Saturday, November 15, 2008

Pollution fears over Delhi smog

By Alan Johnston
BBC News, Delhi

Smog in Delhi, 13 November 2008
People in Delhi can barely see the sun through the smog

For days the Indian capital, Delhi, has been shrouded in a blanket of smog that has put the city's dreaded pollution problems back in the news.

"Smoggy days are here again," read a front page headline in one paper. "Smog is back with a vengeance," said the Times of India.

Look out over the capital and you see trees and tower blocks starting to disappear into the lingering grey mist or haze.

It is as if Delhiites have been living through a perpetual fog, which the sun only penetrates in a weak and wintry way.

By the end of the day you can almost taste the pollution in the air. And all over the city people are snuffling and coughing, and blaming it on the smog.

There's a widespread sense that the city is losing ground in its anti-pollution battle.


Dr Sanjeev Bagai of Rockland Hospital said that there had been a 30% increase in the number of complaints from people with respiratory difficulties.

Chepuri Shri Krishna
Delhi resident Chepuri Shri Krishna says people are suffering

"It's too much, it's just getting unbearable," said Chepuri Shri Krishna, as he went about his business on KG Marg, one of city's major avenues.

"And you can see the consequences. A lot of people are suffering from asthma and breathing problems."

Much of the blame for the smog is laid on the ever growing torrent of traffic that streams through the city.

As India boomed economically in recent years hundreds of new cars were being registered in Delhi every day.

The government has made huge efforts to tackle the pollution problem.

Eight years ago all buses, taxis and rickshaws were switched over to ecologically friendly fuel - compressed natural gas.

And the government's Pollution Control Board claims to have made substantial progress. It says that carbon monoxide levels are down by 50%, and that the amount of sulphur monoxide in the air has been cut by nearly three-quarters.


The independent environmental watchdog, the Centre for Science and Environment (CSE), agrees that these figures are correct on average across the year.

But a CSE spokesman said that under certain climatic conditions in the winter months there can be a build-up of pollutants.

And he said that while overall levels of gasses like carbon monoxide had fallen, the amount of dust, petrol and diesel matter in the air had been on the rise for the past three years.

On windless, winter days this "particulate matter" can combine to cause serious problems.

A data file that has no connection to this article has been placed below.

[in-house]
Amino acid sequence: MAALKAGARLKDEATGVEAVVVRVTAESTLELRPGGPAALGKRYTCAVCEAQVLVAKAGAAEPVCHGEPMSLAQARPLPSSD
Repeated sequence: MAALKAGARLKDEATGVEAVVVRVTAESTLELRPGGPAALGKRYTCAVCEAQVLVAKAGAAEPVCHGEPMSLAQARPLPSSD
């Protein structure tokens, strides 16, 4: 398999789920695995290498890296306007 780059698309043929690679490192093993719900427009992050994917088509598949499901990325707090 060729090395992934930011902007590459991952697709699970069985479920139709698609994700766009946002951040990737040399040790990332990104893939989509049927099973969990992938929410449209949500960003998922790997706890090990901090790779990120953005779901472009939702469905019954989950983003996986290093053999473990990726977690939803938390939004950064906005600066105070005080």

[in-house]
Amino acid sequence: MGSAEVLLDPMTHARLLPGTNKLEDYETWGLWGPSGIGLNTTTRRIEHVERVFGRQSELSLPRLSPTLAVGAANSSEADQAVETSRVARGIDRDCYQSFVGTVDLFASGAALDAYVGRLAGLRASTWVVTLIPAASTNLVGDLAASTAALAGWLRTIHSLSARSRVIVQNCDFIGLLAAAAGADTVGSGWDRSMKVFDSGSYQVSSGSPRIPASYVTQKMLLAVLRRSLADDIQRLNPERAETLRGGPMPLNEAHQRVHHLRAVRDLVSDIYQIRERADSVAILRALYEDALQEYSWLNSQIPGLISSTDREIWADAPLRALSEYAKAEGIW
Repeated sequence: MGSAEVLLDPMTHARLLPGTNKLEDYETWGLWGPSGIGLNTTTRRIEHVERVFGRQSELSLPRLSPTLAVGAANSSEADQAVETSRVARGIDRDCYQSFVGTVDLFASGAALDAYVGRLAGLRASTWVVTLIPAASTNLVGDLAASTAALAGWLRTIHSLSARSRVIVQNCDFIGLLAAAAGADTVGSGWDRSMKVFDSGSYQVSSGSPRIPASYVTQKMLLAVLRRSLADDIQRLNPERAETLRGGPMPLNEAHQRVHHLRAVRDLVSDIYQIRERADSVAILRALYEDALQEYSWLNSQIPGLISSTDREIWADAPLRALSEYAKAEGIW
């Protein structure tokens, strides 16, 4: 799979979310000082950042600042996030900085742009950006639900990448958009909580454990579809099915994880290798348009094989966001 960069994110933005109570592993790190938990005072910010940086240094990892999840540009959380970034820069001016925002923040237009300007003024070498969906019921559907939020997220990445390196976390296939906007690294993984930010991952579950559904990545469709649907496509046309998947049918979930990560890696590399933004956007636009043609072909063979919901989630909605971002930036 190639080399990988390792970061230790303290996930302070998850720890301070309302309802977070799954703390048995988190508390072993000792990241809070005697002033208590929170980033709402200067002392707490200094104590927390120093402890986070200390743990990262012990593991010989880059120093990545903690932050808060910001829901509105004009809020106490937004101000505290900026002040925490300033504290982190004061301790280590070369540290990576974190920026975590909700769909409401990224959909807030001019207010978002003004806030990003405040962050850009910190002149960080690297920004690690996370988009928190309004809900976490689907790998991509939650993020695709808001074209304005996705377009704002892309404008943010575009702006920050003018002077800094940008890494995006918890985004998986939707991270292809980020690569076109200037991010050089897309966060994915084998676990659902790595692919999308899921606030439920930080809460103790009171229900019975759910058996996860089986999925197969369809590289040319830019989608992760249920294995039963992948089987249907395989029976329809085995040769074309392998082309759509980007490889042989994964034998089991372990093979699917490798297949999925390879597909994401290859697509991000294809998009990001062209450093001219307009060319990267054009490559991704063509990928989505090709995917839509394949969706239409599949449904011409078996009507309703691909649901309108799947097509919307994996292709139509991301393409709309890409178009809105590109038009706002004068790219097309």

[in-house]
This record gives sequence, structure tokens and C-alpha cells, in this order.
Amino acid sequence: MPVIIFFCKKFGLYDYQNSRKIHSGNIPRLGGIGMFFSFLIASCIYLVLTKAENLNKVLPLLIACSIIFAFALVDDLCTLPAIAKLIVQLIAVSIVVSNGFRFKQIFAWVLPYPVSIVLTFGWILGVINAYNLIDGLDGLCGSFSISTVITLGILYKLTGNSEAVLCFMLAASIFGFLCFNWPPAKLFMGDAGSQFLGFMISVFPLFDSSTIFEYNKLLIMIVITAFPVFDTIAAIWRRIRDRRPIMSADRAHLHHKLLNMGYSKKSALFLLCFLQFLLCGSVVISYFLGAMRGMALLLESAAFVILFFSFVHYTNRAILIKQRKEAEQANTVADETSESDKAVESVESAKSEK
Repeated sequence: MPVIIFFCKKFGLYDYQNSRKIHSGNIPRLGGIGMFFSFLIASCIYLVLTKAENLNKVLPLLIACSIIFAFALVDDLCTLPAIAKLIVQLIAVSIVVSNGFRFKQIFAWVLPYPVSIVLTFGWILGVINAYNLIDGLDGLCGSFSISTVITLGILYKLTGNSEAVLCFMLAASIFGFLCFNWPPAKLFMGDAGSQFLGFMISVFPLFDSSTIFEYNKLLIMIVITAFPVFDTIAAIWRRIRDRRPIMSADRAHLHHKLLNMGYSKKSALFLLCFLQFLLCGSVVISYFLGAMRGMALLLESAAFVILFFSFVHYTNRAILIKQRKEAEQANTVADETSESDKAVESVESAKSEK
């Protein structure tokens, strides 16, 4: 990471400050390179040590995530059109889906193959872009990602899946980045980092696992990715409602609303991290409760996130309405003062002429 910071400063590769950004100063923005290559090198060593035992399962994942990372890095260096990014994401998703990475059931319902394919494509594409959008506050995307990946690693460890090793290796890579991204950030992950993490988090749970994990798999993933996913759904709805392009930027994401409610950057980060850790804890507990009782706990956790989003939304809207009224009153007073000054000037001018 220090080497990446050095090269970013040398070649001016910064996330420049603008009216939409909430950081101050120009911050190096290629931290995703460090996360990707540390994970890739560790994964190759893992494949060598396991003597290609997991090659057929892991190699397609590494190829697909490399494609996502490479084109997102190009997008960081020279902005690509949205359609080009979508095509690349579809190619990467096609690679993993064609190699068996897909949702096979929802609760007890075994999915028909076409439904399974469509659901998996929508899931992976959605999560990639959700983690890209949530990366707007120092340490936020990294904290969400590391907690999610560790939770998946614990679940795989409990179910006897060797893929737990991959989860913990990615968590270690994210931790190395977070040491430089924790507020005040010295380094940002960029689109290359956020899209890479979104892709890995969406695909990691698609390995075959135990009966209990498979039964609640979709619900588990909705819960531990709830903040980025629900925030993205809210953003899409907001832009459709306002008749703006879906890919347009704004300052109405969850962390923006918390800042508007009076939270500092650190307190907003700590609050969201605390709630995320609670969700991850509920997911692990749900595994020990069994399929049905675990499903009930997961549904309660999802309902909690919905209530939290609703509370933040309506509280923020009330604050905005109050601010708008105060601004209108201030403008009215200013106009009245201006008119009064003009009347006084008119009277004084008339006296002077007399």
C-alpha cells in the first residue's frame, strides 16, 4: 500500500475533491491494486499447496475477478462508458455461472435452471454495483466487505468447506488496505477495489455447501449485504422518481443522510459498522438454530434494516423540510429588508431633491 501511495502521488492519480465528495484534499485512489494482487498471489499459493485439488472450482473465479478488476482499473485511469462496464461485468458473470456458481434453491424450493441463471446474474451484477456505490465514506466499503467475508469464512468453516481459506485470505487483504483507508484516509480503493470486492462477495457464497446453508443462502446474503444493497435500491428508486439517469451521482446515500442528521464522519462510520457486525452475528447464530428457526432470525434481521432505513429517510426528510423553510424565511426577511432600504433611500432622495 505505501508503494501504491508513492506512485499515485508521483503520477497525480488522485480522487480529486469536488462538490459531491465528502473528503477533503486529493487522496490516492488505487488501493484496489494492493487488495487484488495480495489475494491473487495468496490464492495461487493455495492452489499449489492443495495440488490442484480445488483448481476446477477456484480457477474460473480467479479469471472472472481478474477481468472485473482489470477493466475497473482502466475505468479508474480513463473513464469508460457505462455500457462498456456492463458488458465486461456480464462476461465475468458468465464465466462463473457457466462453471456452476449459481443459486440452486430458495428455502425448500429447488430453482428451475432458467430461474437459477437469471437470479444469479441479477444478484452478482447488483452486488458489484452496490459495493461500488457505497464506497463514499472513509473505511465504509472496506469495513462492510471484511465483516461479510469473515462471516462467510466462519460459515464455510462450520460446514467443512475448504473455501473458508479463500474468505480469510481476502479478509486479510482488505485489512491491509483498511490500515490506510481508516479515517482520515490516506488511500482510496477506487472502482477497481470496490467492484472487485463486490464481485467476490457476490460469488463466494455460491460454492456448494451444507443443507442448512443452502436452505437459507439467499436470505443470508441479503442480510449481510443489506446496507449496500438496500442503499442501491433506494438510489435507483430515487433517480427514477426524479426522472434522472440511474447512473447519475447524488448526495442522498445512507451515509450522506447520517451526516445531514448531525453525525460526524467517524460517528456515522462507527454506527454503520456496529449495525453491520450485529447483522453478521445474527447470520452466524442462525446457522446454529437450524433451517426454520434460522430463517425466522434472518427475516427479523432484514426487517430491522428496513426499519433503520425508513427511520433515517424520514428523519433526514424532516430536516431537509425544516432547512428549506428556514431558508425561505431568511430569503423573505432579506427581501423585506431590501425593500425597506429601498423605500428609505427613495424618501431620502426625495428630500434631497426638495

The spokesman said that the authorities had to work to continually think of new ways to combat the pollution menace.

He said that improvements to public transport were very much needed.

And he also called for better methods of alerting people to air quality problems, enabling those with respiratory difficulties to steer clear of the worst affected parts of the city.

Friday, November 14, 2008

Indian probe touches down on Moon
Earth (ISRO)
Chandrayaan 1 sent back images of Earth earlier this month

India's first unmanned lunar spacecraft, Chandrayaan 1, has placed a probe on the surface of the Moon.

The probe, painted with the Indian flag, touched down at 2034 (1504 GMT), the Indian Space Research Organisation (ISRO) said.

It will perform various experiments, including measuring the composition of the Moon's atmosphere.

The mission is regarded as a major step for India as it seeks to keep pace with other space-faring nations in Asia.

The BBC's Sanjoy Majumder in Delhi says the success of the mission has been hailed in India where many see it as another sign of the country's emergence as a global power.

Video journey

Earlier this week Chandrayaan 1 began orbiting the Moon some three weeks after it was launched from a space centre in southern India.

Infographic (BBC)
1 - Chandrayaan Energetic Neutral Analyzer (CENA)
2 - Moon Impact Probe (MIP)
3 - Radiation Dose Monitor (RADOM)
4 - Terrain Mapping Camera (TMC)
5 - Moon Mineralogy Mapper (M3)
6 - Chandrayaan 1 X-ray Spectrometer (C1XS)
7 - Solar Panel

India sets its sights on the Moon
In Pictures: India Moon mission

The dropping of the Moon Impact Probe (MIP), weighing about 30kg, concludes the first phase of the mission.

"During its descent from Chandrayaan 1, an onboard video camera transmitted lunar pictures to the ISRO command centre," spokesman S Satish said, AFP news agency reports.

In the days to come, the probe will measure the composition of the Moon's ultra-tenuous atmosphere, or exosphere.

For the next two years, Chandrayaan 1 will map a three-dimensional atlas of the Moon and also check for the presence of water-ice with the help of instruments built by India and other countries including the US, Britain and Germany.

The chairman of India's space programme, Madhavan Nair, has described the mission as 95% successful so far and has announced a second lunar mission to be launched by 2012.

"We have now successfully put our national flag on the lunar surface," he told a news conference.

Mr Nair has also said India is considering sending a satellite to Mars.

Wednesday, November 12, 2008

Britain lifts India nuclear ban
India's Bhabha Atomic Research Centre, located 30km from Mumbai (Bombay)
India wants access to international civilian nuclear technology

The UK Government has announced the lifting of a ban on exporting sensitive nuclear technology to India.

Firms had up until last month been banned from supplying equipment and material on the Nuclear Suppliers Group (NSG) "trigger list" to India.

But the government says that items intended for civilian nuclear projects can now be exported.

The NSG agreed in September to lift a ban that had denied India access to the international nuclear market.

Last month the US and India signed a civilian nuclear co-operation accord to end 34 years of US sanctions.

Shortly before that, France - the world's second largest producer of nuclear energy after the US - signed an agreement with India which paved the way for the sale of French nuclear reactors to Delhi.

Russia has also been lobbying the Indian government hard on behalf of its firms.

'Explosive activities'

The change in the British government's position follows the NSG statement in September.